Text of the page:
Monday, November 19, 2007

Why no conversion story

I came into the Catholic Church this past Easter, after 57 years in evangelical/charismatic congregations. I've not written any testimony about that as I don't have much to say on that score that others haven't said many times, for example here.

However, this entire blog and the related Little Library spring from the conversion.

1 comment:

tdunbar said...

from Zenit:


Congress Studying History of Holy Spirit

ROME, APRIL 3, 2008 ( Leaders of the Catholic Charismatic Renewal have gathered experts in Rome to discuss charisms and their role in the Church.

A congress that began today and ends Sunday brought together bishops, theologians and lay leaders to reflect on the doctrine and practice of charisms in the Church today.

The International Catholic Charismatic Renewal Services, based in the Vatican, and the Catholic Fraternity of Charismatic Covenant Communities and Fellowships, based in Bari, Italy, collaborated with the Pontifical Council for Laity in organizing the event.

According to a communiqué from the Vatican-based organization, the congress aims to go in-depth into the teaching of the Church on charisms and how they have been exercised throughout history, from the apostolic times to the present, and especially in the charismatic renewal movement.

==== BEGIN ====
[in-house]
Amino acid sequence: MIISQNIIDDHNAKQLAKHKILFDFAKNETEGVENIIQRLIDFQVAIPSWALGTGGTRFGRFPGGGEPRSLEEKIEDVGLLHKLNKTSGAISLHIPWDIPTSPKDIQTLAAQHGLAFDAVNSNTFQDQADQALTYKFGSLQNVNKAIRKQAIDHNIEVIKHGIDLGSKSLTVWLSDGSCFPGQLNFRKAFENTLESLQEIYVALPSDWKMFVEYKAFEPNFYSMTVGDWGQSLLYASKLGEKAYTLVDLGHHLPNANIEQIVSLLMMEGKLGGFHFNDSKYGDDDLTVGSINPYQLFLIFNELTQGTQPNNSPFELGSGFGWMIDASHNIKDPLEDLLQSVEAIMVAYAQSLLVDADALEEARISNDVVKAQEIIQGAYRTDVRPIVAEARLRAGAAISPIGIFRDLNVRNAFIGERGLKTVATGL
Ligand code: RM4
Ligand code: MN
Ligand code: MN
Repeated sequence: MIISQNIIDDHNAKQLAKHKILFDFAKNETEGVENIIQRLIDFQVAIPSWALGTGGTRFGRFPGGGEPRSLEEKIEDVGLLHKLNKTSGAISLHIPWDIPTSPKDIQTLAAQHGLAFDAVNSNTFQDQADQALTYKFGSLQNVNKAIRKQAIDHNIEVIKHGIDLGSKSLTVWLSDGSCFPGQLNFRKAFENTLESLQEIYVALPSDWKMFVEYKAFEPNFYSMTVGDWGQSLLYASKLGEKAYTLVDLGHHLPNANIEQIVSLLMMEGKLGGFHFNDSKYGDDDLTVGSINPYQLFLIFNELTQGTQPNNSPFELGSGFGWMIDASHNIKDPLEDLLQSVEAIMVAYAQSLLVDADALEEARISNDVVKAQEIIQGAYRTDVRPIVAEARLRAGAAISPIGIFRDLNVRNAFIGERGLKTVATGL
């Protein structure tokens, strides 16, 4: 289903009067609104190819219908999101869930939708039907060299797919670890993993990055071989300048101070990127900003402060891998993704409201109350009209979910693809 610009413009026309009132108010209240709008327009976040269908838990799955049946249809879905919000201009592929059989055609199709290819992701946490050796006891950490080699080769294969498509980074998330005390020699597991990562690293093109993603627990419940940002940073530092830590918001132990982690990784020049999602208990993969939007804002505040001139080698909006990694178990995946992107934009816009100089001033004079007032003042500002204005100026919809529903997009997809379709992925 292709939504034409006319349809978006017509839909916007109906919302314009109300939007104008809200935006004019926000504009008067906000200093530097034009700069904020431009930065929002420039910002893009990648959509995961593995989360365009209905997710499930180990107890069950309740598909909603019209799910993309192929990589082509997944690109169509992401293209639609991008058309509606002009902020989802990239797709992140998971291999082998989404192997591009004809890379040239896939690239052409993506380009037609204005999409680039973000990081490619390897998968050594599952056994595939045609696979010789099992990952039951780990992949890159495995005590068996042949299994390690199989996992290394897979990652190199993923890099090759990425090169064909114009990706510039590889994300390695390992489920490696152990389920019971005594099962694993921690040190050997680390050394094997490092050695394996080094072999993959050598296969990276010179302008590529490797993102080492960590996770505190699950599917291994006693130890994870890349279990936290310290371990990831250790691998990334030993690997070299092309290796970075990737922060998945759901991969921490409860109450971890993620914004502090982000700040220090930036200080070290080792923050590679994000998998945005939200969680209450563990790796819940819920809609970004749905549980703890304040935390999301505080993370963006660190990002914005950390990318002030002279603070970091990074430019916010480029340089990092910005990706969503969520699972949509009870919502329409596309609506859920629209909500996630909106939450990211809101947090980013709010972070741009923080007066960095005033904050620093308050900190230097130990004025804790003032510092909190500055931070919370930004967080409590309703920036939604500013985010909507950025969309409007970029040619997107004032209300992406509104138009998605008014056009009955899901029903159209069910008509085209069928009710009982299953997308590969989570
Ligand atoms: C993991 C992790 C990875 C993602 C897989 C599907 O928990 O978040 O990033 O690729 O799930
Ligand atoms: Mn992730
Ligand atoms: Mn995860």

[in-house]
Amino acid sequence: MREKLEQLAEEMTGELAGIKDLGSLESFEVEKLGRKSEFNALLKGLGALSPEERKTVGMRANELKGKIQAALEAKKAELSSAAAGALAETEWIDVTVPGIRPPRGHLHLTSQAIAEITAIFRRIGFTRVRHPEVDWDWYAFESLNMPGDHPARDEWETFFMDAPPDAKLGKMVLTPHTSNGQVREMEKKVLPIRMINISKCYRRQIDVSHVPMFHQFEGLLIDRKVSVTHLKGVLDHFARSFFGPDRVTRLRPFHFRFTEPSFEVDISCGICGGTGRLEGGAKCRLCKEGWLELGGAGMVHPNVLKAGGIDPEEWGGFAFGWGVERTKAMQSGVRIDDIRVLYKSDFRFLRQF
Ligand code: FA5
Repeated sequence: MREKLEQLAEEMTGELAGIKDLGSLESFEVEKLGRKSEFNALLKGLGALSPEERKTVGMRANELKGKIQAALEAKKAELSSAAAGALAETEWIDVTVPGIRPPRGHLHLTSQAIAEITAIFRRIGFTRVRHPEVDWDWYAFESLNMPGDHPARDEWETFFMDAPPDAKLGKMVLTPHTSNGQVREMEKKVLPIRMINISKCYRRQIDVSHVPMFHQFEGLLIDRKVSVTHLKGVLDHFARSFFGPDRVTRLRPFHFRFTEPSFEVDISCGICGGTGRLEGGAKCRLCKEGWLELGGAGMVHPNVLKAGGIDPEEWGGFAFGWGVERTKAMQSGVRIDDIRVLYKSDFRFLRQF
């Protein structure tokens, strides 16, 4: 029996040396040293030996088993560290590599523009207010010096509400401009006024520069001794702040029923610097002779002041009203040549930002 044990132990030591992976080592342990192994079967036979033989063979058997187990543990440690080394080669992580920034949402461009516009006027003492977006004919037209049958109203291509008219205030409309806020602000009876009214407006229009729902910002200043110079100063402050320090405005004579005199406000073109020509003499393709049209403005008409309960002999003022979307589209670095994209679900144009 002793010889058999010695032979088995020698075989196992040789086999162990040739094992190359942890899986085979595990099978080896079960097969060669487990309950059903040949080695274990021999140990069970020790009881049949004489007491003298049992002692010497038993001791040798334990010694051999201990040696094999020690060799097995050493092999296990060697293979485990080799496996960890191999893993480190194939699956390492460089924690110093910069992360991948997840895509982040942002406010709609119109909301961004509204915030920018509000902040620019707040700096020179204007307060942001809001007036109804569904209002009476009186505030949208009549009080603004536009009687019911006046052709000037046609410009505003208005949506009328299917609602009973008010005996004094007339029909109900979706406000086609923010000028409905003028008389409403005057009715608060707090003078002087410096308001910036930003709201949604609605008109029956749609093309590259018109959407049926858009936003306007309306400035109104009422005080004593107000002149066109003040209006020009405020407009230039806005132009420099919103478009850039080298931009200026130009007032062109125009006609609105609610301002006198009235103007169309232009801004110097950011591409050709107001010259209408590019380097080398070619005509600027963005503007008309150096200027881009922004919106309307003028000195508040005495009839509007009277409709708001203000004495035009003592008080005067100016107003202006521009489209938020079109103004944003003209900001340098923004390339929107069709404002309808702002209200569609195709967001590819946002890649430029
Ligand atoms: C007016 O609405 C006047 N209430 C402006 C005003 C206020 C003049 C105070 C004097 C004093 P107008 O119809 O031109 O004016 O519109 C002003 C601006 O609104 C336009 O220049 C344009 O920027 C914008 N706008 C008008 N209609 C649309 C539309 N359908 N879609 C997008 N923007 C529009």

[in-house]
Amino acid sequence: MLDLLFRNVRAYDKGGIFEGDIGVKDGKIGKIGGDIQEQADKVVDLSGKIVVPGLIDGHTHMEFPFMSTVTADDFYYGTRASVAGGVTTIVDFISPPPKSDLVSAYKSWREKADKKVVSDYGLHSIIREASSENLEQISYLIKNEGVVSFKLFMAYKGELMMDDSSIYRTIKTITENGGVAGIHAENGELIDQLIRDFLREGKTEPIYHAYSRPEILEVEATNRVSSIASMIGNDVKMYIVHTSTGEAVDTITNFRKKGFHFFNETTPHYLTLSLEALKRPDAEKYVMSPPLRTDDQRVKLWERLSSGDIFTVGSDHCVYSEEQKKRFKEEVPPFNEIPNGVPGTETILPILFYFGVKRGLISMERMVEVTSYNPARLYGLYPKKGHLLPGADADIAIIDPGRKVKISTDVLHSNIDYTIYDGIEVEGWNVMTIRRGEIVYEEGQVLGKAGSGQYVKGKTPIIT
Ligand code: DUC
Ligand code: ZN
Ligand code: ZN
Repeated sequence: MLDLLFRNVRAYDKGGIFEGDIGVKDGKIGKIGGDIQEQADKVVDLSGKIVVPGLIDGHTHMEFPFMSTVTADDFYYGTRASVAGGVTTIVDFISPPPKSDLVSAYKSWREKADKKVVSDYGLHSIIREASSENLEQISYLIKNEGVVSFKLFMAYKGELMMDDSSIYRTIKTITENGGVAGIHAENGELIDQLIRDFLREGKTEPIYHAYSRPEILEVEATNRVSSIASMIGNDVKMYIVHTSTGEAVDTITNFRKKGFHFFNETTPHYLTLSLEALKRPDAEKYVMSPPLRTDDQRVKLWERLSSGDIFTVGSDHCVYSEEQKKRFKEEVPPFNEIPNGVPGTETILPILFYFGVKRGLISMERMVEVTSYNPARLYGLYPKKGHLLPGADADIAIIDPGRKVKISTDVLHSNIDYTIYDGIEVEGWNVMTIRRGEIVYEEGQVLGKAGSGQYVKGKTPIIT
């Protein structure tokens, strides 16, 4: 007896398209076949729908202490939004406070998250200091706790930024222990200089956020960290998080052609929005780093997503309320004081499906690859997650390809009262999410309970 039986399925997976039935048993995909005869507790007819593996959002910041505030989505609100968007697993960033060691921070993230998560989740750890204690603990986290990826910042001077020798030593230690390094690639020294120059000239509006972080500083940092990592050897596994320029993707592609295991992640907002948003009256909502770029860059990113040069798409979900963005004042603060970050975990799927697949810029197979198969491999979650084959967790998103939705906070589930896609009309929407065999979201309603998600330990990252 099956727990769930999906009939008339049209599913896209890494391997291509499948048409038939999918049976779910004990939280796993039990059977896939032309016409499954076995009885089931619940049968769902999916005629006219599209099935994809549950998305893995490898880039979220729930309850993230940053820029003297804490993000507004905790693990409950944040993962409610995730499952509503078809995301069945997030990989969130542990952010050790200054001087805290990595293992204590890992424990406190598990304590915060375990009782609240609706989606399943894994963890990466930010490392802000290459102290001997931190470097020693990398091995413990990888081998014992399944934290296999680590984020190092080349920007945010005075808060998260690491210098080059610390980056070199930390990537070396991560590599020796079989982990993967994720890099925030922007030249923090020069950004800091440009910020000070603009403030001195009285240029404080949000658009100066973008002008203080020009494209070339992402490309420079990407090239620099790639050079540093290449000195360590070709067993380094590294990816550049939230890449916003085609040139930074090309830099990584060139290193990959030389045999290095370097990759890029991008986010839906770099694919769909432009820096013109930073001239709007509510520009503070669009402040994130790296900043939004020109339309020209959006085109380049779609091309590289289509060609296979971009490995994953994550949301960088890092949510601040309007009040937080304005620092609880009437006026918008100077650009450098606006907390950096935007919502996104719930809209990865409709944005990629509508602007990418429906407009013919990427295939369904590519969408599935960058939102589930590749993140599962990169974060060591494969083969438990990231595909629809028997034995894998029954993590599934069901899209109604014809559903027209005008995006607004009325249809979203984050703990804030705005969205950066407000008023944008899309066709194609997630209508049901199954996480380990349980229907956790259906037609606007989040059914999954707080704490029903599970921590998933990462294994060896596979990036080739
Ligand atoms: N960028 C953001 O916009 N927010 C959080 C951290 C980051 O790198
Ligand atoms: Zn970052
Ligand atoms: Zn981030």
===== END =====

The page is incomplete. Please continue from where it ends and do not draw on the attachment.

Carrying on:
Cardinal Stanislaw Rylko, president of the Pontifical Council for Laity, introduced the event. Other bishops and leaders of the charismatic organizations will also offer contributions. Father Raniero Cantalamessa, preacher of the Pontifical Household, will offer a reflection on the Fathers of the Church.

Oreste Pesare, executive director of the offices of the International Catholic Charismatic Renewal Services, said, "To speak of charisms does not mean to speak only of miraculous works. […] The Catechism of the Catholic Church clearly reminds us,

'Whether extraordinary or simple and humble, charisms are graces of the Holy Spirit which directly or indirectly benefit the Church, ordered as they are to her building up, to the good of men, and to the needs of the world.' [CCC 799]"

In this sense, he added, the Catholic charismatic renewal desires "that all of the realities of the Catholic Church return to a full awareness of the essential role of the Holy Spirit in the life of believers, and the beauty of the rediscovery of the gifts of the Spirit -- the charisms -- that permit us to live as sons of God in an extraordinary way for the good of the whole Church."